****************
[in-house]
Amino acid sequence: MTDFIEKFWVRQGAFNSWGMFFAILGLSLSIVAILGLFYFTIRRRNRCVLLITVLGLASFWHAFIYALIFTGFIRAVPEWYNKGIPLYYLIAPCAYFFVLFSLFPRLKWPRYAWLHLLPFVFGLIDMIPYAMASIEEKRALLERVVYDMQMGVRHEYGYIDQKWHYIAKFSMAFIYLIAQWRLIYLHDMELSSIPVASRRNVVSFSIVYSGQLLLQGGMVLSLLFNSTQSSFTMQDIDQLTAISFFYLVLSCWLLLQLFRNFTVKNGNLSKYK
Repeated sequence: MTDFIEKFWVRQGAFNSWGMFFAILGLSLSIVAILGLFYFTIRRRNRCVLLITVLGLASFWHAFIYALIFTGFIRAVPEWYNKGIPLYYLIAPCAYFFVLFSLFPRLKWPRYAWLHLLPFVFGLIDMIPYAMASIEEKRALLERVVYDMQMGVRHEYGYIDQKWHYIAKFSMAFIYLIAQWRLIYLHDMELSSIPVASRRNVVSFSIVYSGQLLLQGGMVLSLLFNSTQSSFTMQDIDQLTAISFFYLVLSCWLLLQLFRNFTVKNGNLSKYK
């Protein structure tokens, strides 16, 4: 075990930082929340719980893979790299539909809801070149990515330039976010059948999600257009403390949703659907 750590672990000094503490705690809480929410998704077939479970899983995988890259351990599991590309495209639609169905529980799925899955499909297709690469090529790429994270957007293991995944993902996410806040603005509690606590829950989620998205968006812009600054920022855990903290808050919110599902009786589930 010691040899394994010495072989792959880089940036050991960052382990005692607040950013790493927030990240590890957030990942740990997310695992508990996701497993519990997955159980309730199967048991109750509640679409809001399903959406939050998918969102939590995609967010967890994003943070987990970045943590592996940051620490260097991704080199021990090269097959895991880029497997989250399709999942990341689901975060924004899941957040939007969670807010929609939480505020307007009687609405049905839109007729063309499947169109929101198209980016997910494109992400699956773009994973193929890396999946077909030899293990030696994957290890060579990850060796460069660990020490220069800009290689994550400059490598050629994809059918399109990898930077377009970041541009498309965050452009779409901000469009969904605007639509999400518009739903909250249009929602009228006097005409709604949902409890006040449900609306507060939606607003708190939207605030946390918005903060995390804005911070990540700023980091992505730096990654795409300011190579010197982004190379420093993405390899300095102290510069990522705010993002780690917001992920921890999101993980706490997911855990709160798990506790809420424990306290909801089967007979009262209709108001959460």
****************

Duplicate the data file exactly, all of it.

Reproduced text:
[in-house]
Amino acid sequence: MTDFIEKFWVRQGAFNSWGMFFAILGLSLSIVAILGLFYFTIRRRNRCVLLITVLGLASFWHAFIYALIFTGFIRAVPEWYNKGIPLYYLIAPCAYFFVLFSLFPRLKWPRYAWLHLLPFVFGLIDMIPYAMASIEEKRALLERVVYDMQMGVRHEYGYIDQKWHYIAKFSMAFIYLIAQWRLIYLHDMELSSIPVASRRNVVSFSIVYSGQLLLQGGMVLSLLFNSTQSSFTMQDIDQLTAISFFYLVLSCWLLLQLFRNFTVKNGNLSKYK
Repeated sequence: MTDFIEKFWVRQGAFNSWGMFFAILGLSLSIVAILGLFYFTIRRRNRCVLLITVLGLASFWHAFIYALIFTGFIRAVPEWYNKGIPLYYLIAPCAYFFVLFSLFPRLKWPRYAWLHLLPFVFGLIDMIPYAMASIEEKRALLERVVYDMQMGVRHEYGYIDQKWHYIAKFSMAFIYLIAQWRLIYLHDMELSSIPVASRRNVVSFSIVYSGQLLLQGGMVLSLLFNSTQSSFTMQDIDQLTAISFFYLVLSCWLLLQLFRNFTVKNGNLSKYK
């Protein structure tokens, strides 16, 4: 075990930082929340719980893979790299539909809801070149990515330039976010059948999600257009403390949703659907 750590672990000094503490705690809480929410998704077939479970899983995988890259351990599991590309495209639609169905529980799925899955499909297709690469090529790429994270957007293991995944993902996410806040603005509690606590829950989620998205968006812009600054920022855990903290808050919110599902009786589930 010691040899394994010495072989792959880089940036050991960052382990005692607040950013790493927030990240590890957030990942740990997310695992508990996701497993519990997955159980309730199967048991109750509640679409809001399903959406939050998918969102939590995609967010967890994003943070987990970045943590592996940051620490260097991704080199021990090269097959895991880029497997989250399709999942990341689901975060924004899941957040939007969670807010929609939480505020307007009687609405049905839109007729063309499947169109929101198209980016997910494109992400699956773009994973193929890396999946077909030899293990030696994957290890060579990850060796460069660990020490220069800009290689994550400059490598050629994809059918399109990898930077377009970041541009498309965050452009779409901000469009969904605007639509999400518009739903909250249009929602009228006097005409709604949902409890006040449900609306507060939606607003708190939207605030946390918005903060995390804005911070990540700023980091992505730096990654795409300011190579010197982004190379420093993405390899300095102290510069990522705010993002780690917001992920921890999101993980706490997911855990709160798990506790809420424990306290909801089967007979009262209709108001959460």